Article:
A BITTERSWEET TALE OF ISOLATION: Michael Crummey’s Sweetland

Sweetland_Cover  

 

 

 

Sweetland
by Michael Crummey
Random House of Canada
Available August 19, 2014
320 pages, $32.00

 

 

Michael Crummey brings an isolated, austere landscape and its unforgettable inhabitants to life in his latest novel Sweetland.  He paints the harsh life of the East Coast with frank simplicity. Never over-the-top. Always genuine:

“The ferry sailed by the breakwater through a blear of rain. The ocean beyond in an uproar. The deckhands hunched in neon-yellow slickers as they threw down the hawsers and winched the gangplank to the government wharf.”

The community of Sweetland —a remote Newfoundland island— awaits resettlement. Most islanders embrace the opportunity to start a new life in more hospitable towns —except for a couple old men, including stubborn Moses Sweetland. The 69-year-old man’s refusal to accept the government’s monetary offer for relocation is a hindrance to the others. Moses starts receiving threats: anonymous letters tucked in his cupboards and mutilated hares caught in his snares. Still, Sweetland’s stand becomes “more firmly anchored as the holdouts [dwindle], as if to offset the loss in numbers with a blind certainty.”

Concerned about his firm conviction are colourful characters that capture the essence of being Newfoundlanders. We meet Queenie Coffin, an elderly woman who spends her days reading romance novels and smoking by the window sill, never setting foot outside her timeworn home. The lewd Priddle brothers who boast about their escapades on the mainland, their tattooed knuckles marks of their stint in prison. A gentle blind man named Pilgrim who nudges Sweetland to make certain choices. A young autistic boy —Jesse— who accompanies Sweetland on his trapping and fishing excursions, and who warms the old man’s heart. Most colourful of all is Sweetland. Although bullheaded and set in his ways, he’ll win you over with his sense of humour and kindness. These characters form a close-knit, unravelling community. You will feel like you are witnessing their real conversations and interactions while the harrowing story unfolds.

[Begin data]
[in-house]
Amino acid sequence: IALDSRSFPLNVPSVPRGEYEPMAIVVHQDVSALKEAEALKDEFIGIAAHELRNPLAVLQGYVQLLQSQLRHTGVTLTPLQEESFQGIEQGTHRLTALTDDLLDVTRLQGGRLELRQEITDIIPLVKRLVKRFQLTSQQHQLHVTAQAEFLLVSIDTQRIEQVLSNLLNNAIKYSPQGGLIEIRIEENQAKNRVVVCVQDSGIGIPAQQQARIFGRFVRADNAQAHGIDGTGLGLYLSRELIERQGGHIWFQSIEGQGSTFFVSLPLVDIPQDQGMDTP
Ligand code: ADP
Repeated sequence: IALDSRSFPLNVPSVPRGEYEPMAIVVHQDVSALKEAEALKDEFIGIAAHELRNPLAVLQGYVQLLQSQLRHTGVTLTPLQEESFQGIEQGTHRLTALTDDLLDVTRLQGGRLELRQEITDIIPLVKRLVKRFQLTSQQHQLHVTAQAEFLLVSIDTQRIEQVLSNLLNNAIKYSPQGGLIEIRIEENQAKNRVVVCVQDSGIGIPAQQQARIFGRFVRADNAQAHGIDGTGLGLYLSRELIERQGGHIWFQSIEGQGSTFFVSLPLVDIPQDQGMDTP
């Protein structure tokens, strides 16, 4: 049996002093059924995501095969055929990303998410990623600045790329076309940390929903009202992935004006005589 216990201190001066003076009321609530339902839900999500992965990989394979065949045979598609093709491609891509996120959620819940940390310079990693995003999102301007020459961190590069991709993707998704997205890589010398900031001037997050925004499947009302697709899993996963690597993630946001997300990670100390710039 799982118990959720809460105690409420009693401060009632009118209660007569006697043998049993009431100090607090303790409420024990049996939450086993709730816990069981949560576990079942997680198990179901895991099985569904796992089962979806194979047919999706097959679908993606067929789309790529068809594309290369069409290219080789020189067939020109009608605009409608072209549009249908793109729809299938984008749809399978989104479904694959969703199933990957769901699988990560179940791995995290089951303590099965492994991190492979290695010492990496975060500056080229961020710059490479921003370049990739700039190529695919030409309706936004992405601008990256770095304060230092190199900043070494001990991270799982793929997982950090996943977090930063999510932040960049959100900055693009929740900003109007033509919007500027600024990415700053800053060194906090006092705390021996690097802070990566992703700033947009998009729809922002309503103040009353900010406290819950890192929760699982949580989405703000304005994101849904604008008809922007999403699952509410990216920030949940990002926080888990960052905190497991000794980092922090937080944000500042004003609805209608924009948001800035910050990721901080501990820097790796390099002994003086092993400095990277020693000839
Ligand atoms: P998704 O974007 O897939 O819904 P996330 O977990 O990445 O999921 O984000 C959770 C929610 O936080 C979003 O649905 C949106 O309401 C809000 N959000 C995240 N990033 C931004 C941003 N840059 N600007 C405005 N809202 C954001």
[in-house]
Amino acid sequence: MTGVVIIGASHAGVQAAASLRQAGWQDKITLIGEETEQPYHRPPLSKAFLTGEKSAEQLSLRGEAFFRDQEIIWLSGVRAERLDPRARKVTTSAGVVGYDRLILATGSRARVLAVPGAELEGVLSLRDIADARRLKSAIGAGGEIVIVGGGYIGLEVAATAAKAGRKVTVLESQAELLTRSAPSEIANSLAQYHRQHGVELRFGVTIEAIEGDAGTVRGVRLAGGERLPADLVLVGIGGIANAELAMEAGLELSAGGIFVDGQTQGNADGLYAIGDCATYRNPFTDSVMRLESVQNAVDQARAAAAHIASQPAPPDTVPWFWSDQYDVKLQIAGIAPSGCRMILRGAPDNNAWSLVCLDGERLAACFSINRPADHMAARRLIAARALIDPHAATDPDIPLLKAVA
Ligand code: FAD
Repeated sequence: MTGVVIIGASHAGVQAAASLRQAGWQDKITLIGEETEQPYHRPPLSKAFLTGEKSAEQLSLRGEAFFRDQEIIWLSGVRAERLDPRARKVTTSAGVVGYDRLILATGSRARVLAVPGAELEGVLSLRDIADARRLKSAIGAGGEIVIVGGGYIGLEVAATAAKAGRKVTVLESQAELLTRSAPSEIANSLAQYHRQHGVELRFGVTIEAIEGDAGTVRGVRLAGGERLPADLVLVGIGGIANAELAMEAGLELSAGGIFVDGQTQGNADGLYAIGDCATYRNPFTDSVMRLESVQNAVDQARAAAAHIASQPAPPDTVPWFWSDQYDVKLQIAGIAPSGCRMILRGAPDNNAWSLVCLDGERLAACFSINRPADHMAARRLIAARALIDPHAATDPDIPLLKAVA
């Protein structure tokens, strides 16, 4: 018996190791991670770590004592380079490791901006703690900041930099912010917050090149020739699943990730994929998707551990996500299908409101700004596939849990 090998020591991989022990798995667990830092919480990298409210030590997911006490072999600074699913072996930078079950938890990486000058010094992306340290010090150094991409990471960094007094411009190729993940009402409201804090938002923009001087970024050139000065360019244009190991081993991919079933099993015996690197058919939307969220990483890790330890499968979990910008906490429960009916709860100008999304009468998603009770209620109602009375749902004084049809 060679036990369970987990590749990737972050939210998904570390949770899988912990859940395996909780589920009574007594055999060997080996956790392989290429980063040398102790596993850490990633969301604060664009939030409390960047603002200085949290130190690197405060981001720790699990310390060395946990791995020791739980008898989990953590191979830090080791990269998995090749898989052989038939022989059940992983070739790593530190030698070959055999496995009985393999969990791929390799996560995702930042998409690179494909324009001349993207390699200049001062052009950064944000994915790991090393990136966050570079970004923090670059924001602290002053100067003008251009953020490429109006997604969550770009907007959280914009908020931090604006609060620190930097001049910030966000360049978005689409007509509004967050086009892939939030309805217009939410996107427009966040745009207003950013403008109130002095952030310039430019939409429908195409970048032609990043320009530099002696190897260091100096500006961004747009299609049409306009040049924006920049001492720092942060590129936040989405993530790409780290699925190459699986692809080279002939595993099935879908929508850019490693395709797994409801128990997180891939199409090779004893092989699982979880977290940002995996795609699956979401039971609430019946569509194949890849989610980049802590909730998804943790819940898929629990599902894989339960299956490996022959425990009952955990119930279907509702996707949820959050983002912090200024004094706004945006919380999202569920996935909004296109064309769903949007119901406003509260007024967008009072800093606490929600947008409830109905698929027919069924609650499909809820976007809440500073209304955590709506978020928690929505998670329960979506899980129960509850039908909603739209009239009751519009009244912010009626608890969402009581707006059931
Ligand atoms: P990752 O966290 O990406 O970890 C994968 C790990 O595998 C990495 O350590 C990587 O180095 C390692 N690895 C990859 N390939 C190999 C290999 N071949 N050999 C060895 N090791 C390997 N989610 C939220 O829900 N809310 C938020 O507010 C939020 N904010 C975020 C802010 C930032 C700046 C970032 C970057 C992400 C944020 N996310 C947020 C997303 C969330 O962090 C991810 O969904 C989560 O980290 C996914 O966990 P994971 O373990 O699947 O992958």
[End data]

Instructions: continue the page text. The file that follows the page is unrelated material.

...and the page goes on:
A tragic accident forces Sweetland to cave in and accept the resettlement deal. After most people leave the island for their new homes on the mainland, Sweetland makes a bold decision. His life of welcome solitude becomes one of stark loneliness. He is not only threatened by the forces of nature, but also by the ghosts of his past. We learn the reasons behind his long-standing resistance to leave the island. The end is bittersweet yet perfect, and it will prey on your mind for a long time.

*I received an ARC in exchange for an honest review.*

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7 thoughts on “A BITTERSWEET TALE OF ISOLATION: Michael Crummey’s Sweetland

    • Carole Besharah says:

      Thanks for reblogging my review Chantal! I just read your article “Moving in With Mom” in Today’s Parent. Congrats! A good read, and all too familiar.

      Hmmm… Favorites to recommend? Well… if you ever get your hands on a copy of Voice-Over by Carole Corbeil (Cormorant Books published a new edition in 2013), it’s a great read. It speaks to me as a French-Canadian who lives and speaks in English most of the times. Of course, my teenage self would tell you to check out Jane Eyre and A Prayer For Owen Meany if you haven’t already!

      What are your favorites? I’m always open to suggestions. Cheers.

      • Thank you re: article! I was happy to be able to share that… My favourites? So many… Last year’s only 5 star was Light Between the Oceans. Also loved Rules of Civility… I’m on Goodreads too – though I don’t often post reviews, I do at least put stars!

        Recently I enjoyed The Bear by Claire Cameron. Finished that one in one sitting in the hammock, which I think is inspired given that there was a 5 year old running around at the time! 😉

  1. Carole Besharah says:

    Ahhh… you are the third person to rave about Light Between the Oceans which begs the question: Why is it NOT on my bookshelf?

    The Bear is on many CanLit lists this year. I heard part of her interview on The Next Chapter with Shelagh Rogers. Sounds good (though heart-breaking). Perhaps you read it in one sitting BECAUSE of the 5-year-old kid running around in the yard. It probably made the narrator THAT much more appealing.

    Is your Goodreads public? Mine is public. Carole Besharah. I’d love to check out your ratings.

    Thanks for giving me the push to read these two books. Cheers!

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